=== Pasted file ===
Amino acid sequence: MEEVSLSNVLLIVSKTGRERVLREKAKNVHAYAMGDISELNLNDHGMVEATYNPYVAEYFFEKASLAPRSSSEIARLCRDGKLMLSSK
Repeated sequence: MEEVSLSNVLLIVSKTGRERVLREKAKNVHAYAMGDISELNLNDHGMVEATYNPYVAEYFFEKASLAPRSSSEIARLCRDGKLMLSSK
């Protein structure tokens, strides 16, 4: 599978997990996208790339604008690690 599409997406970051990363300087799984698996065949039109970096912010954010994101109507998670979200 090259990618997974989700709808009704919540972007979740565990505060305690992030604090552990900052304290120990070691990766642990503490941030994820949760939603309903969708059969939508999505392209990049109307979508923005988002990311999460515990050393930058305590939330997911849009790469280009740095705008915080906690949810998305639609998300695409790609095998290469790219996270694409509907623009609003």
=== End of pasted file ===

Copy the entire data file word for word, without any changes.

Amino acid sequence: MEEVSLSNVLLIVSKTGRERVLREKAKNVHAYAMGDISELNLNDHGMVEATYNPYVAEYFFEKASLAPRSSSEIARLCRDGKLMLSSK
Repeated sequence: MEEVSLSNVLLIVSKTGRERVLREKAKNVHAYAMGDISELNLNDHGMVEATYNPYVAEYFFEKASLAPRSSSEIARLCRDGKLMLSSK
């Protein structure tokens, strides 16, 4: 599978997990996208790339604008690690 599409997406970051990363300087799984698996065949039109970096912010954010994101109507998670979200 090259990618997974989700709808009704919540972007979740565990505060305690992030604090552990900052304290120990070691990766642990503490941030994820949760939603309903969708059969939508999505392209990049109307979508923005988002990311999460515990050393930058305590939330997911849009790469280009740095705008915080906690949810998305639609998300695409790609095998290469790219996270694409509907623009609003």